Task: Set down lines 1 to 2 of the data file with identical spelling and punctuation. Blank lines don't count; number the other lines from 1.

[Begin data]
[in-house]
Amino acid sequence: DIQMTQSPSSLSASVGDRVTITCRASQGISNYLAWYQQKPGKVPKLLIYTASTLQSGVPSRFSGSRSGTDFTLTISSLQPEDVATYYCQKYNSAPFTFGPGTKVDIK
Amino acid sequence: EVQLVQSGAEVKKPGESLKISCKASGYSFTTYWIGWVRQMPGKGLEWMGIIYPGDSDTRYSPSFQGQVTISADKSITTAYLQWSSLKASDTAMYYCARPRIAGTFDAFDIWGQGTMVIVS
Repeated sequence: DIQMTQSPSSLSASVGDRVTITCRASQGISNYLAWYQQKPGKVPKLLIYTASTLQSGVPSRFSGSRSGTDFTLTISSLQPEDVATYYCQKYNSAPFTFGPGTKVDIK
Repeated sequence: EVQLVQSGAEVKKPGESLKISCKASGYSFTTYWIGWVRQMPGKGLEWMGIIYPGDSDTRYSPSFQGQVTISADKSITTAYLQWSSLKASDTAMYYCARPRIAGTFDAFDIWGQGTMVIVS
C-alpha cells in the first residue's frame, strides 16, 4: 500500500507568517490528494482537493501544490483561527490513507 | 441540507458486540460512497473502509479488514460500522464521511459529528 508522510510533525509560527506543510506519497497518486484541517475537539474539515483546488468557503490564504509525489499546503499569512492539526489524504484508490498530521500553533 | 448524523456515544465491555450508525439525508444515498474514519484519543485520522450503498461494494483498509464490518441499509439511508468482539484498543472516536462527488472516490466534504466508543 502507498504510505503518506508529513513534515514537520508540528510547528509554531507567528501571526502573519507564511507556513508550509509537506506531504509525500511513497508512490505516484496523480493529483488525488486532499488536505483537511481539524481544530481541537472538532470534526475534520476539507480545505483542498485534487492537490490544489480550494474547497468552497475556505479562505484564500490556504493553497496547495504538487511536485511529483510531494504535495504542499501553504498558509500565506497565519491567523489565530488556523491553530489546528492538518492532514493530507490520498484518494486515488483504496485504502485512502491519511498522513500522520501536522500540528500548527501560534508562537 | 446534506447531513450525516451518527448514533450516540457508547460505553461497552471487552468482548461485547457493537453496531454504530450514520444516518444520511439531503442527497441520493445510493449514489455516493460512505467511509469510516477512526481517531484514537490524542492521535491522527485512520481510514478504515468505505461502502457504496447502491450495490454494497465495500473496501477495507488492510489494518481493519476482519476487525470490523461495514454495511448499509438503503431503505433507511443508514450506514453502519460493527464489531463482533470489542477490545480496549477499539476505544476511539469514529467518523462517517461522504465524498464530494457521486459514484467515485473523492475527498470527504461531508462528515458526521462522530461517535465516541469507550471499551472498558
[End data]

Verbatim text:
[in-house]
Amino acid sequence: DIQMTQSPSSLSASVGDRVTITCRASQGISNYLAWYQQKPGKVPKLLIYTASTLQSGVPSRFSGSRSGTDFTLTISSLQPEDVATYYCQKYNSAPFTFGPGTKVDIK